Physical Science 112: H. Tahsiri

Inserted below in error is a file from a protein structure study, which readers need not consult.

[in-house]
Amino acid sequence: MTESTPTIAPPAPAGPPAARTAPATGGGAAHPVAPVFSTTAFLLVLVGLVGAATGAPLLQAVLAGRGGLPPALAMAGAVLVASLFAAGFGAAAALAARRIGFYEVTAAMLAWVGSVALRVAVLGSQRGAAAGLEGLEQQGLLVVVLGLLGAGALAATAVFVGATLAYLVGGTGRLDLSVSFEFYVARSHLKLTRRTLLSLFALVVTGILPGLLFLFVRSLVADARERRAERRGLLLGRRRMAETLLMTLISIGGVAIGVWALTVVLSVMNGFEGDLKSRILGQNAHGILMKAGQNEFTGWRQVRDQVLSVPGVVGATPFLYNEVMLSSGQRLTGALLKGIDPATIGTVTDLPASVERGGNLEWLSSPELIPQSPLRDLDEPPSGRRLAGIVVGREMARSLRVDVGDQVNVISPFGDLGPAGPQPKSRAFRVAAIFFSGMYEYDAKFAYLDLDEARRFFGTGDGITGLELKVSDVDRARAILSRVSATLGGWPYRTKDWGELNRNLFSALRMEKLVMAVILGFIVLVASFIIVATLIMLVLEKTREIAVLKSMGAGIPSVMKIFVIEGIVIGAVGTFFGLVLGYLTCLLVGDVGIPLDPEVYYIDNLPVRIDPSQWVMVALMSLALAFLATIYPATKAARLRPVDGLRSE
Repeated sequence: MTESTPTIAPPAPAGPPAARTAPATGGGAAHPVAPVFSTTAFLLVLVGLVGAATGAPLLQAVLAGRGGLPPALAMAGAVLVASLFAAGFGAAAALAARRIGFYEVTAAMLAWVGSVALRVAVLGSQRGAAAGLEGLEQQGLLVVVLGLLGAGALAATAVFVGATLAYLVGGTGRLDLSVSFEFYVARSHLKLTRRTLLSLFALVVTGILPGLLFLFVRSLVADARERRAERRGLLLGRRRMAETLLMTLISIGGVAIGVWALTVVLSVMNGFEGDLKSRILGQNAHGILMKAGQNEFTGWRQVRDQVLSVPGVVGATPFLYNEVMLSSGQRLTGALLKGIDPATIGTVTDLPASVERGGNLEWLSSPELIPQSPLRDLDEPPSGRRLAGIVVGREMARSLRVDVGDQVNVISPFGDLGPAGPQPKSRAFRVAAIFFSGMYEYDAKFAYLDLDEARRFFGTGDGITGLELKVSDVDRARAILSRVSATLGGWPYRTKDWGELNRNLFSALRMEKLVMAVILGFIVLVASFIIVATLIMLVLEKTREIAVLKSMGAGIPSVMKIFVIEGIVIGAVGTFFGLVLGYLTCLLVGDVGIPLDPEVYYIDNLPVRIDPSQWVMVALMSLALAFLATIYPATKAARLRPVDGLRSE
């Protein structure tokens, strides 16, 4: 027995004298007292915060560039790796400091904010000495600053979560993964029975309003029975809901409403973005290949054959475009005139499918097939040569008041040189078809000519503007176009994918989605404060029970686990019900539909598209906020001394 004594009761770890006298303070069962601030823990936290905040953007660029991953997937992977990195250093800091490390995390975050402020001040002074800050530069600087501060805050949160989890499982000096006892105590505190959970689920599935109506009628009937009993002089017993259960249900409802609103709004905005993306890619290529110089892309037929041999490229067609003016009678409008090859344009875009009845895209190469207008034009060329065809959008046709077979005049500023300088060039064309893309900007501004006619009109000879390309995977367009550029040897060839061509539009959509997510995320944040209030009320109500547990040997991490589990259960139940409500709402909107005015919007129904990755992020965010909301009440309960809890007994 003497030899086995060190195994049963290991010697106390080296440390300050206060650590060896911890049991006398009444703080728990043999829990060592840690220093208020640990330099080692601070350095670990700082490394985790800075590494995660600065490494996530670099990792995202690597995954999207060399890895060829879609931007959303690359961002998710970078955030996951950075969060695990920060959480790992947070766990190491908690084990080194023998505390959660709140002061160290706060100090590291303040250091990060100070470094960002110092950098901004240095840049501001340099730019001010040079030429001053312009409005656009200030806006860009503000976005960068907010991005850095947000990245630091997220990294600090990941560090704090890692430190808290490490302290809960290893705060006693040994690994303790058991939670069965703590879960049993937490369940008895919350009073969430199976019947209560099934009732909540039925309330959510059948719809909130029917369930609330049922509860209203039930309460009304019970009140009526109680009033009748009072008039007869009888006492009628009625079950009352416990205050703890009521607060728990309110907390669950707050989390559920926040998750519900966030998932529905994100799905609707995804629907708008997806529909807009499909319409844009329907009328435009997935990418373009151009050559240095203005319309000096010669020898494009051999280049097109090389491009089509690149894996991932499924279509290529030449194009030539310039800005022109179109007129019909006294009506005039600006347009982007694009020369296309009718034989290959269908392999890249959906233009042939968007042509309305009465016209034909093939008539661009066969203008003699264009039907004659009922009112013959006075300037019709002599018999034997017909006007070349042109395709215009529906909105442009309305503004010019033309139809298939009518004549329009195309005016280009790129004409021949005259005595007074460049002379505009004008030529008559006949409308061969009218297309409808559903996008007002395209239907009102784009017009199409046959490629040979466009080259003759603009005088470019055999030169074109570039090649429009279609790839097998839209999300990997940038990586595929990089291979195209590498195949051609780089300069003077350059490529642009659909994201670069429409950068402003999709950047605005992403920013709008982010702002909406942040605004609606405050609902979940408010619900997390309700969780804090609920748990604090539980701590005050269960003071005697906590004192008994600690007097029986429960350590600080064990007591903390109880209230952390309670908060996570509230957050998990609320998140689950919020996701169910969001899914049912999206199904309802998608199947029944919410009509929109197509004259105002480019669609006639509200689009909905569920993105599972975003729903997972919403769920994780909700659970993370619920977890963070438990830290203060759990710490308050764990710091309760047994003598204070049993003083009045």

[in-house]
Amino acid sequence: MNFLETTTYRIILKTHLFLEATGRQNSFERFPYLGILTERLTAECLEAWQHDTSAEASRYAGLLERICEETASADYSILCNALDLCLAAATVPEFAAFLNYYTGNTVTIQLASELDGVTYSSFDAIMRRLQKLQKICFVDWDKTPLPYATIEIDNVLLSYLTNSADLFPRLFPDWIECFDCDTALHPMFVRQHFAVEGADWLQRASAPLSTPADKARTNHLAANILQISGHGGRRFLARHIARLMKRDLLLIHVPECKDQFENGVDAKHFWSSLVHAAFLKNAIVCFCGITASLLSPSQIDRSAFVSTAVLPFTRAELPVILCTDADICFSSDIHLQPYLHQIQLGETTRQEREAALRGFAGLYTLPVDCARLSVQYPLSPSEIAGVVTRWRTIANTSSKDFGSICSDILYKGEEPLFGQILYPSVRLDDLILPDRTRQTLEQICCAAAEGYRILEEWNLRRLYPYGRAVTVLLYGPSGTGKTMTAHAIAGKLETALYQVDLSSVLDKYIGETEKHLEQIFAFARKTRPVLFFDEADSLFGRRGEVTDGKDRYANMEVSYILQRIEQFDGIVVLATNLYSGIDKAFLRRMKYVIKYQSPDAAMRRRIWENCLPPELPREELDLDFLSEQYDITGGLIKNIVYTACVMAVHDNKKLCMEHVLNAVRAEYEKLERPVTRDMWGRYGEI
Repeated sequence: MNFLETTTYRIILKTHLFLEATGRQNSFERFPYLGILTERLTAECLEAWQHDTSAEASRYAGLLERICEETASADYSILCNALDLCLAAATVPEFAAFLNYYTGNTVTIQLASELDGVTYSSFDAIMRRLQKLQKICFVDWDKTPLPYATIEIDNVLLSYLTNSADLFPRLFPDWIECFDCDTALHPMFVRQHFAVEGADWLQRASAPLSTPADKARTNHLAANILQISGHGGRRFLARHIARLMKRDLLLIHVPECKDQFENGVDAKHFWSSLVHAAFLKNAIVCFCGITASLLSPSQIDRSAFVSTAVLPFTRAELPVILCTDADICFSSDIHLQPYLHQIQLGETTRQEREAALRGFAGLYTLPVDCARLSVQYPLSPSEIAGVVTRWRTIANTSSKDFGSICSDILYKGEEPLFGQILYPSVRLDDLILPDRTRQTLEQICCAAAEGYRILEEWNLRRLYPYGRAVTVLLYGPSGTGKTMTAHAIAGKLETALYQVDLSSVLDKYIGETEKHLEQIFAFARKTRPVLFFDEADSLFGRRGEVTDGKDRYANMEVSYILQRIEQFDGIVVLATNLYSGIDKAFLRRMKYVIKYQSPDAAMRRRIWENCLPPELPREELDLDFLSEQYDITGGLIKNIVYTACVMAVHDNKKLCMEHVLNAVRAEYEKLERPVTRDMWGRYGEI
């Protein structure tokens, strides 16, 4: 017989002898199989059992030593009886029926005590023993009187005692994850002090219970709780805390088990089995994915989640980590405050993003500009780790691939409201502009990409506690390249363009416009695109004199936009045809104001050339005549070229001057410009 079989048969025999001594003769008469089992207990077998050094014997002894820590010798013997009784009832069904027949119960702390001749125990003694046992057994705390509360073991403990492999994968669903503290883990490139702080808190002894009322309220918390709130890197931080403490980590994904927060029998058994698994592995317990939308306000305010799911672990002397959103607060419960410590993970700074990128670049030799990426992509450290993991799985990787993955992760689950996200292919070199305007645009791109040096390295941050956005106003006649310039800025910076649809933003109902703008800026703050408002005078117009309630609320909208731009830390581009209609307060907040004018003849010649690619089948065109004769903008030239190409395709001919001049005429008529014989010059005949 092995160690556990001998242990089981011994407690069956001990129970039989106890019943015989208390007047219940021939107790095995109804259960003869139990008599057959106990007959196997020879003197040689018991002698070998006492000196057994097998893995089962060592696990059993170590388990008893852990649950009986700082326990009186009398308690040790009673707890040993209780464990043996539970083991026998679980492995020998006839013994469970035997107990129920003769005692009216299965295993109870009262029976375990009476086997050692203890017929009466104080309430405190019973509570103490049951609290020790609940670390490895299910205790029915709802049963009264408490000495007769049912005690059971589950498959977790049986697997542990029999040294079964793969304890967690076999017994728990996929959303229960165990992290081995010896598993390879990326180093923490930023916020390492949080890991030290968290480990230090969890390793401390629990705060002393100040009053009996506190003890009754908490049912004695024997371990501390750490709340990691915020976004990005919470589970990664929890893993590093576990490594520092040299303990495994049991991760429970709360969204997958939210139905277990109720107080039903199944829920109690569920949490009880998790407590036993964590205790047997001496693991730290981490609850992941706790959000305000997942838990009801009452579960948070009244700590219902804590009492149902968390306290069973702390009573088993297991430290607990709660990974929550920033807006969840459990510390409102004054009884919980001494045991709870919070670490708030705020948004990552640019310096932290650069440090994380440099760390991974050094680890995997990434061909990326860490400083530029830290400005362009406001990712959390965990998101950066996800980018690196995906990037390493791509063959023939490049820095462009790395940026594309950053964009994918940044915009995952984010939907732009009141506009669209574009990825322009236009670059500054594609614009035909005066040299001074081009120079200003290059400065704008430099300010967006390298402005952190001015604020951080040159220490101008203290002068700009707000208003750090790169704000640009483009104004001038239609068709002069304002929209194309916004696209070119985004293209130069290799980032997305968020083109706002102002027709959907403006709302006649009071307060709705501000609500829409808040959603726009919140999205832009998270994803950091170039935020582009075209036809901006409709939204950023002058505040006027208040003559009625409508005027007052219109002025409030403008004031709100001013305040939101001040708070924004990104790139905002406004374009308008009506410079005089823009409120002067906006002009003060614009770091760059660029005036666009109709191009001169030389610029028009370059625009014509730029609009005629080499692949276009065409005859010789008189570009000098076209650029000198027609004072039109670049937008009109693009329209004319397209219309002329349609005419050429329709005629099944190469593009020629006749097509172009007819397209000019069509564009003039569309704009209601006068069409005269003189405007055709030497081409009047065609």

The gravitational pull of the Sun and the Moon tug on the Earth's equatorial bulge. As the Sun and the Moon move along the zodiac, each spends half their time south of the bulge. The gravitational pull of the Sun and the Moon thus tries to straighten up the Earth (that is they try to reduce the Earth's tilt). However, the Earth is spining and this spin interacts with the gravitational forces to create rotation. A good demonstration of this effect is a toy top. But wait there is more! Since the Earth's axis or rotation precesses, the Earth's equatorial plane does as well. The means that the location where the ecliptic crosses the celestial ecliptic also changes. Recall that this intersection is the point in space defines the equinoxes. Thus the equinoxes also shift their position in the sky just like the NCP! Today the vernal equinox is located in the constellation Pisces (the fishes). Just two thousand years ago (a heartbeat to the universe), it was in Aries (the Ram). In about 600 years the vernal equinox will be in the constellation Aquarius (the waterbearer). Notice that the South Celestial Pole also traces out a circle in the sky similar to that of the North Celesital pole. After a period of about 26,000 years the equinoxes and poles lie once again at nearly the same points on the celestial sphere.This precession causes the coordinates of stars to gradually shift and over a few years add up to significant changes. To cope with this problem astronomers keep track of the date (called the epoch) for which a set of stellar coordinates are correct. This menas that star charts and catalogs are updated periodically.